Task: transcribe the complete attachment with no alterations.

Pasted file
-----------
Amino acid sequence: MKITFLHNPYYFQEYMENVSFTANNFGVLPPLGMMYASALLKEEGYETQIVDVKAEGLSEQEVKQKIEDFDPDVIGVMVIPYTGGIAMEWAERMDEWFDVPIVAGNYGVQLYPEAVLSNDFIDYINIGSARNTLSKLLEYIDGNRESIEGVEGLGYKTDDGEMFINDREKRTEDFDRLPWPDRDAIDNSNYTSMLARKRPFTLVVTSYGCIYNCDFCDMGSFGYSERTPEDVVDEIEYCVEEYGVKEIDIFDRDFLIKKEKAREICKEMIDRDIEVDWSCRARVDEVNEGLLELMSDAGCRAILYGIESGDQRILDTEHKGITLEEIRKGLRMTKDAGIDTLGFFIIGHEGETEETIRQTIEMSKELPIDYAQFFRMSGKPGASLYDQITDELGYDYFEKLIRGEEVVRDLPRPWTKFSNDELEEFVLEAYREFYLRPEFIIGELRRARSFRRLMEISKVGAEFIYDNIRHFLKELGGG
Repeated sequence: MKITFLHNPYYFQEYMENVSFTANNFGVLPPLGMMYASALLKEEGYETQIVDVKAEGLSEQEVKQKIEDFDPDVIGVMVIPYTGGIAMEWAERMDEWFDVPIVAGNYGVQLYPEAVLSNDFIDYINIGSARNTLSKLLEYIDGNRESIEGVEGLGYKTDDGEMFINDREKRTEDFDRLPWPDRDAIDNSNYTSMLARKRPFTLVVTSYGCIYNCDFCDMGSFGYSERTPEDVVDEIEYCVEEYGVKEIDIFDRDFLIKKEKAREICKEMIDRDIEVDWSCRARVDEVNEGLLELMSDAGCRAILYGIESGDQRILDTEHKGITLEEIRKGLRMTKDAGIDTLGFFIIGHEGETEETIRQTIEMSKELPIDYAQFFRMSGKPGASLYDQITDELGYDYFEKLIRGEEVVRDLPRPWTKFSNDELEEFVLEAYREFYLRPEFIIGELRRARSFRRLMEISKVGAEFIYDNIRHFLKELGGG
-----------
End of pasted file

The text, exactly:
Amino acid sequence: MKITFLHNPYYFQEYMENVSFTANNFGVLPPLGMMYASALLKEEGYETQIVDVKAEGLSEQEVKQKIEDFDPDVIGVMVIPYTGGIAMEWAERMDEWFDVPIVAGNYGVQLYPEAVLSNDFIDYINIGSARNTLSKLLEYIDGNRESIEGVEGLGYKTDDGEMFINDREKRTEDFDRLPWPDRDAIDNSNYTSMLARKRPFTLVVTSYGCIYNCDFCDMGSFGYSERTPEDVVDEIEYCVEEYGVKEIDIFDRDFLIKKEKAREICKEMIDRDIEVDWSCRARVDEVNEGLLELMSDAGCRAILYGIESGDQRILDTEHKGITLEEIRKGLRMTKDAGIDTLGFFIIGHEGETEETIRQTIEMSKELPIDYAQFFRMSGKPGASLYDQITDELGYDYFEKLIRGEEVVRDLPRPWTKFSNDELEEFVLEAYREFYLRPEFIIGELRRARSFRRLMEISKVGAEFIYDNIRHFLKELGGG
Repeated sequence: MKITFLHNPYYFQEYMENVSFTANNFGVLPPLGMMYASALLKEEGYETQIVDVKAEGLSEQEVKQKIEDFDPDVIGVMVIPYTGGIAMEWAERMDEWFDVPIVAGNYGVQLYPEAVLSNDFIDYINIGSARNTLSKLLEYIDGNRESIEGVEGLGYKTDDGEMFINDREKRTEDFDRLPWPDRDAIDNSNYTSMLARKRPFTLVVTSYGCIYNCDFCDMGSFGYSERTPEDVVDEIEYCVEEYGVKEIDIFDRDFLIKKEKAREICKEMIDRDIEVDWSCRARVDEVNEGLLELMSDAGCRAILYGIESGDQRILDTEHKGITLEEIRKGLRMTKDAGIDTLGFFIIGHEGETEETIRQTIEMSKELPIDYAQFFRMSGKPGASLYDQITDELGYDYFEKLIRGEEVVRDLPRPWTKFSNDELEEFVLEAYREFYLRPEFIIGELRRARSFRRLMEISKVGAEFIYDNIRHFLKELGGG